Cappadocia’s Unworldy Landscapes

Cappadocia is a region in the central region of Turkey best known for cave cities, “chimney” cave dwellings, and of course, beautiful hot air balloon sunrises. I took my parents here as part of our Turkey grand tour and we were not disappointed. Sure, it helps when the parents are paying for a good chunk of the trip. But despite that fact, Cappadocia remains quite affordable and well worth a trip. Make sure to check out the Travel Tips at the end of the post for logistical pointers.

The “fairy chimneys” that are iconic for Cappadocia.
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A lone almond tree
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A cloudy sunset at the viewpoint

We have a very long transfer to Göreme, the main tourist town that services all the attractions of Cappadocia. We arrive late in the afternoon, exhausted, to Kelebek Hotel located on a hill a few minutes drive away from then main tourist area. It is surprising chilly here, and grey,which worries me about the prospect of our hot air balloon rides. Already on the drive in we begin to see many of the tall, skinny rock formations hollowed out to become goes for early settlers to this area. A hot air balloon ride is the quintessential experience here in Cappadocia, offering an out of this world view of the the unusual rock formations characteristic of this landscape. Hot air balloon rides are offered almost everyday due to generally good weather but by no means is it guaranteed. The forecast for the next 3 days looks somewhat promising so it put these worries aside.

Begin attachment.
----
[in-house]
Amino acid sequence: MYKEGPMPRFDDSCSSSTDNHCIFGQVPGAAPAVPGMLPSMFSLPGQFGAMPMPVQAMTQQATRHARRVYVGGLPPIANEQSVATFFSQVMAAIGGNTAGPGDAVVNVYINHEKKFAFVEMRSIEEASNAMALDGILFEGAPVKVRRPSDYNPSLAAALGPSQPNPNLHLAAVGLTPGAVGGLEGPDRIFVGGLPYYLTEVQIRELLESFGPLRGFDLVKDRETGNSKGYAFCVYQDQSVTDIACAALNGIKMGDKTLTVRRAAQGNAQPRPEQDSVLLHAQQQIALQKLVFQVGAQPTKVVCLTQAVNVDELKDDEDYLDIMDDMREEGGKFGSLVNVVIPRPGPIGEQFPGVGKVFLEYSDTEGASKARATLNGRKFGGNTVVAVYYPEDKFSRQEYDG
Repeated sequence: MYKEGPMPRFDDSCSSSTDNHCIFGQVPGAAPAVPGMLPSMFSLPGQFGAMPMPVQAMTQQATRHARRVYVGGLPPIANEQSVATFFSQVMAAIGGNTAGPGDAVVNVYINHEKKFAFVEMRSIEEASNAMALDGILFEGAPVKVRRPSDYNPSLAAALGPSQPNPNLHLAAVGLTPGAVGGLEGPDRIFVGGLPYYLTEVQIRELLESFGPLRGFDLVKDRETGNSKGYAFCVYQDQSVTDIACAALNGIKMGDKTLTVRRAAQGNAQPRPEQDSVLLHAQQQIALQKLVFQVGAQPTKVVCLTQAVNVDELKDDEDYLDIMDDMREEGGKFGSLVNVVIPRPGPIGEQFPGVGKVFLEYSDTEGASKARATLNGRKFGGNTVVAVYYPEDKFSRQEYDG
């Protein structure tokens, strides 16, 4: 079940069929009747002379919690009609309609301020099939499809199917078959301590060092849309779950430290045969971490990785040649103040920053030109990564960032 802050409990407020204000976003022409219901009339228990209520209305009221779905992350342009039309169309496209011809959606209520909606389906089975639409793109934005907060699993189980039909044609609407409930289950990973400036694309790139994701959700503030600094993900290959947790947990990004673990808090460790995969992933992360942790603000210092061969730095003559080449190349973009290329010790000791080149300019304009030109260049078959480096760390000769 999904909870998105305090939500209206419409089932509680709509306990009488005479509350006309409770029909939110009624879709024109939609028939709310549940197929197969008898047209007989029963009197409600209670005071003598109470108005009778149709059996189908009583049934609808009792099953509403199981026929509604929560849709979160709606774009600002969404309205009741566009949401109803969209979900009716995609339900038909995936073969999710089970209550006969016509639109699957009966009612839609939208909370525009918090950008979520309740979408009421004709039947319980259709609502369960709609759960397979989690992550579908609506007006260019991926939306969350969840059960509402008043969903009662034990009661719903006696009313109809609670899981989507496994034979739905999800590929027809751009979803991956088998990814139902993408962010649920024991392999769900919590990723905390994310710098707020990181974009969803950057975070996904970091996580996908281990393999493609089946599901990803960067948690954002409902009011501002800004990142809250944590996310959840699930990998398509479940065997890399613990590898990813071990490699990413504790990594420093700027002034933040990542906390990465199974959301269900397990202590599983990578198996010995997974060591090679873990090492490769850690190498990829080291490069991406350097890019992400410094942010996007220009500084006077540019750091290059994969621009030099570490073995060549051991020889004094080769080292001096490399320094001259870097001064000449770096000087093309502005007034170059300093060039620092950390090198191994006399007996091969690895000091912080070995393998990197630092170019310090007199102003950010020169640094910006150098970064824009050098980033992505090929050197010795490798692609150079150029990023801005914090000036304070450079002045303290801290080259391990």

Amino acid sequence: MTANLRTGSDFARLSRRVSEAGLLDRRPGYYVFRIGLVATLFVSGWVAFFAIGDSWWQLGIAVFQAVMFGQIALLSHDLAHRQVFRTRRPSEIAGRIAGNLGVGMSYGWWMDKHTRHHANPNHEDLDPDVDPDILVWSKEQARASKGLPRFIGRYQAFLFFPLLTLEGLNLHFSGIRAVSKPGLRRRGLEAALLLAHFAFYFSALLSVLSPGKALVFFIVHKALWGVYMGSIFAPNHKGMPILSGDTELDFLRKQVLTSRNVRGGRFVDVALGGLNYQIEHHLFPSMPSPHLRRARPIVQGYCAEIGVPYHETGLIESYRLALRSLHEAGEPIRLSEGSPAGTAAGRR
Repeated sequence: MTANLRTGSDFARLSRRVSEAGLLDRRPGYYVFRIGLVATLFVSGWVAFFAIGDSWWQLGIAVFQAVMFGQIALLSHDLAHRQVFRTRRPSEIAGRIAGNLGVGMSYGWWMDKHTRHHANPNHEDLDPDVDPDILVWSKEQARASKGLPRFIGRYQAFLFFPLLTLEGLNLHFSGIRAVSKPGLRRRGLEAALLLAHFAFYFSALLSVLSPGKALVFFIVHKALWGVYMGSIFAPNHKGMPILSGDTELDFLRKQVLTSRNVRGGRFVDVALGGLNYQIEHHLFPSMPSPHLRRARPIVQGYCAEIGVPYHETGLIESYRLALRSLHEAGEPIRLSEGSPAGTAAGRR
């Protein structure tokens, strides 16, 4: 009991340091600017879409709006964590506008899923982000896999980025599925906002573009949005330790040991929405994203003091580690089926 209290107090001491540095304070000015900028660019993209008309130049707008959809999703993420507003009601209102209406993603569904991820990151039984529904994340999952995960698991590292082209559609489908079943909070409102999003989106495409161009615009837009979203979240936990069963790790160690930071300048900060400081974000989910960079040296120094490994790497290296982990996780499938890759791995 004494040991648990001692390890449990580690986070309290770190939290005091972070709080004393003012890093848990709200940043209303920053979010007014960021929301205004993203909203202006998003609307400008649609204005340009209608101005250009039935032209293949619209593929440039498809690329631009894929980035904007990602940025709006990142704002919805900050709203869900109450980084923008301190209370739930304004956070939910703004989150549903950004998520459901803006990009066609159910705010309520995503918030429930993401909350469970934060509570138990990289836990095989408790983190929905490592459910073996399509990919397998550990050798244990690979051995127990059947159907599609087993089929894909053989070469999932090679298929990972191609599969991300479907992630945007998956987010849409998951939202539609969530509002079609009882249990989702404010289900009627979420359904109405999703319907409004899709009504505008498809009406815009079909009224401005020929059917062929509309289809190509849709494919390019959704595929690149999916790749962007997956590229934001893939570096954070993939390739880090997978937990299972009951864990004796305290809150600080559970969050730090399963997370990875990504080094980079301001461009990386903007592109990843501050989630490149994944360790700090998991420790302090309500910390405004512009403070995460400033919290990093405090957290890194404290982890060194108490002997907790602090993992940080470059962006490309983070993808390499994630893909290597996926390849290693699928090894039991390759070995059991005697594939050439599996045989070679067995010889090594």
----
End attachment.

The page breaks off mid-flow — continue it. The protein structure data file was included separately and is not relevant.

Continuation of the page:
One of the large cave church complexes
Early Christians set up shop here to live and pray

Day one’s forecast is supposed to be partly cloudy so we decide to push until a more certain sunny day. We decide to join one of the prefabricated tours that all the companies offer. Tours in Cappadocia are generally divides into Blue, Red, and Green, with each taking travelers to a specific route that maximizes attraction time and minimizes endless transits. Keep in mind that Constantinople (now Istanbul) was once the capital of Eastern Christianity, kind of like the head office of most Orthodox Christian sects. Early Christians settled into today’s Turkey shortly after Christ’s death. During these days, Christianity was an off shoot religion and still heavily persecuted. These early Christians built their homes, cities, and churches into the unusual chimney shaped structures of this area. This is a side of our faith that we wanted to explore.

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Passages in the underground city were so narrow at parts that you had to crouch while going down stairs!